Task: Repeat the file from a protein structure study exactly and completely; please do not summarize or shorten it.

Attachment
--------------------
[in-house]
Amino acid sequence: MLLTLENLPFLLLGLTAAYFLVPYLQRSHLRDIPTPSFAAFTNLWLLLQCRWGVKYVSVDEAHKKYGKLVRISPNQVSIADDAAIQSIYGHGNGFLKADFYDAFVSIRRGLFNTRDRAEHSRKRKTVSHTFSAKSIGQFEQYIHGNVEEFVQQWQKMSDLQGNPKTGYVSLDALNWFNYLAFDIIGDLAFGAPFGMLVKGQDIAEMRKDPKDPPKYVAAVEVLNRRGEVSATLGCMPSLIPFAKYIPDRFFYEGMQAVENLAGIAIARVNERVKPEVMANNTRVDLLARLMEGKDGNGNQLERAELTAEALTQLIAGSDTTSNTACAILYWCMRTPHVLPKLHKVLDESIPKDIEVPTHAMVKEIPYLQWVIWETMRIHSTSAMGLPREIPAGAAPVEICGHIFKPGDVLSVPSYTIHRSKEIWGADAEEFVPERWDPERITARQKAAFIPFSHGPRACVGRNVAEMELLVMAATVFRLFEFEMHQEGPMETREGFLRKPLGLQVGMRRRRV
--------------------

[in-house]
Amino acid sequence: MLLTLENLPFLLLGLTAAYFLVPYLQRSHLRDIPTPSFAAFTNLWLLLQCRWGVKYVSVDEAHKKYGKLVRISPNQVSIADDAAIQSIYGHGNGFLKADFYDAFVSIRRGLFNTRDRAEHSRKRKTVSHTFSAKSIGQFEQYIHGNVEEFVQQWQKMSDLQGNPKTGYVSLDALNWFNYLAFDIIGDLAFGAPFGMLVKGQDIAEMRKDPKDPPKYVAAVEVLNRRGEVSATLGCMPSLIPFAKYIPDRFFYEGMQAVENLAGIAIARVNERVKPEVMANNTRVDLLARLMEGKDGNGNQLERAELTAEALTQLIAGSDTTSNTACAILYWCMRTPHVLPKLHKVLDESIPKDIEVPTHAMVKEIPYLQWVIWETMRIHSTSAMGLPREIPAGAAPVEICGHIFKPGDVLSVPSYTIHRSKEIWGADAEEFVPERWDPERITARQKAAFIPFSHGPRACVGRNVAEMELLVMAATVFRLFEFEMHQEGPMETREGFLRKPLGLQVGMRRRRV